Published: 00:01, 05 March 2017 |
Stephen Wren was once a train driver for Southeastern and has competed in eight London Marathons.
But now the father of six can’t even work, finds it difficult to walk and feels confined to his four walls.
Outwardly he looks a normal 55-year-old – but Mr Wren has Alzheimer’s.
His heartbroken daughter Amanda, 26, says that her dad has been a victim of abuse in Faversham town centre and wants people to think twice the next time they see him.
She says there have been a number of incidents and many involve his dogs Tilly and Layla.
Amanda works six days a week but is fast becoming a carer for her dad, of Fielding Street.
She said: “The dogs may have had a wee on the floor but I know my dad and I know he would always try to clear it up and always takes poo bags.
“One time he asked for a bucket of water from a shopkeeper and they apparently chucked it at him, and others have been abusive when he hasn’t tried to do something about it.
“People need to understand that he may not have seen it, and when they respond like that, he gets anxious and upset, and needs support.
“I’m not saying he is entirely innocent in this. I know people get frustrated with people not picking up after their dogs, but I just want people to have some compassion for his situation.
“He looks too young to have Alzheimer’s and until you start to talk to him, nobody is any the wiser.
“He can’t say what he wants to say and people get frustrated with him.”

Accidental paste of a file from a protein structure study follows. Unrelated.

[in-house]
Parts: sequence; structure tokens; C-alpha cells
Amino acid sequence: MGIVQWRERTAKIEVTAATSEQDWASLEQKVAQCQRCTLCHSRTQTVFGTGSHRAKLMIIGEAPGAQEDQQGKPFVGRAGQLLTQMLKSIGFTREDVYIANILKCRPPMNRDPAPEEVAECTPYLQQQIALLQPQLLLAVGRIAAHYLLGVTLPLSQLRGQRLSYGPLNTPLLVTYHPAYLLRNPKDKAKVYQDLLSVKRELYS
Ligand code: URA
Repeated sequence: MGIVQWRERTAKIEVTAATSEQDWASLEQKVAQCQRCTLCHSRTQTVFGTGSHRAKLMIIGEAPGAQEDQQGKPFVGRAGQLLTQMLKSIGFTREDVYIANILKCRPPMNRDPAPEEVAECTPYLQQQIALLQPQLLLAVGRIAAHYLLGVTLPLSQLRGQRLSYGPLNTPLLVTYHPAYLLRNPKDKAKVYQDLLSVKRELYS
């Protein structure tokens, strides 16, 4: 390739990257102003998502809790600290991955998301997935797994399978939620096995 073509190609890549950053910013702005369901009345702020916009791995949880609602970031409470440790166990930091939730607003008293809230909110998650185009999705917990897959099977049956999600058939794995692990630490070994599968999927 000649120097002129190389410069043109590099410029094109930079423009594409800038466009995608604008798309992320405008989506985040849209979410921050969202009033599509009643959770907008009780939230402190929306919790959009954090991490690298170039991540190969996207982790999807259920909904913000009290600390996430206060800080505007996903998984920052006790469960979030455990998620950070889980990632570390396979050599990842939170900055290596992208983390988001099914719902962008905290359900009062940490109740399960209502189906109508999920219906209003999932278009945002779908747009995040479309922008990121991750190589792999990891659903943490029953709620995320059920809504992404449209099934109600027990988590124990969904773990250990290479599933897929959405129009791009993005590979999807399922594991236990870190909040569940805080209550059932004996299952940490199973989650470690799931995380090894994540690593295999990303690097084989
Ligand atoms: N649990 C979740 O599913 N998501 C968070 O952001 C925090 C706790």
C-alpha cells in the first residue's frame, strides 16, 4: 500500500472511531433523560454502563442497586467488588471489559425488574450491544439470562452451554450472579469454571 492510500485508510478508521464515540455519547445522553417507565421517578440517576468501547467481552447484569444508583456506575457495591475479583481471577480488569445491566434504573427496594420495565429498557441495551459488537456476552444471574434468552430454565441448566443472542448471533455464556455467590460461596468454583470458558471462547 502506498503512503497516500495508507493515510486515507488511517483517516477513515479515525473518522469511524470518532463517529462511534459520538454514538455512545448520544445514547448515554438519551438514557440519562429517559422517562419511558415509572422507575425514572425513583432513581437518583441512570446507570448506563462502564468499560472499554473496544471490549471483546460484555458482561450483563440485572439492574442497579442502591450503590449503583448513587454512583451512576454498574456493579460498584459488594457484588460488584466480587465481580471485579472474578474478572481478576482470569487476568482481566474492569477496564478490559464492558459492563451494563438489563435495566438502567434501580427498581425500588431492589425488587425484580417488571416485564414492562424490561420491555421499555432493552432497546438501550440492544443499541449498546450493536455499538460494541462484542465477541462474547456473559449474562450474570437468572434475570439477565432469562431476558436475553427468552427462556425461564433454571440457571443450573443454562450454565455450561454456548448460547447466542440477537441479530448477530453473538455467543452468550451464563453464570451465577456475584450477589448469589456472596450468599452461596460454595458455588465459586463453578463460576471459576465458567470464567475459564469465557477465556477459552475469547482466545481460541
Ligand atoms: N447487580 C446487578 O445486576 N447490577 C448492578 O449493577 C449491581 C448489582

Stephen is often on his way to Age UK, a place where he says he feels comfortable and safe and is allowed to take his dogs.
But Amanda believes there is a lack of services and support groups for those living with dementia so young.
Speaking through tears, Mr Wren said: “I have started to go around the long way so I don’t have to go into town and see people who have a go at me.
“I get confused and want to tell people when they shout at me, I want to tell them what is wrong with me, but I don’t think they will listen.
“My dogs are my whole world and I don’t want to leave them at home.
“I feel scared. I feel like I should not go out because of the way people treat me. I want to go out and be normal, but I’m too fearful, especially after being hit.
“All I want is to be normal and to be treated like a normal person. I don’t feel like I am ever going to be normal again.”
A more recent and horrifying episode was when Stephen was allegedly hit by a man after an argument broke out.
Stephen’s memory of the incident is vague but police have been told and Amanda is still trying to put together the pieces of the jigsaw and work out exactly what happened.
Stephen grew up in Faversham and his parents owned the Faversham Arms pub. He was a milkman in the town until he moved to Sittingbourne 20 years ago and only returned last year.
Amanda says that she thought the community would be more supportive, as they may have known him from before or known his parents, and she thought a smaller town would be easier – but she has found it more challenging than she could ever imagine.
Amanda added: “We have found people to be so ignorant. They see my dad and cross to the other side of the road.
“The way he has been treated has stopped him from wanting to go out at all and that is not right.
“He deserves more respect. I’m not asking for people to baby him, I just want people to be nicer to him and try to understand what he is going through.
“He may end up in a care home eventually but he wants to live his life to the full as much as he can, while he can.
“It has been hard for me and all of our family.
“You know you are going to have to look after your parents at some point but I never thought it would be this soon.”
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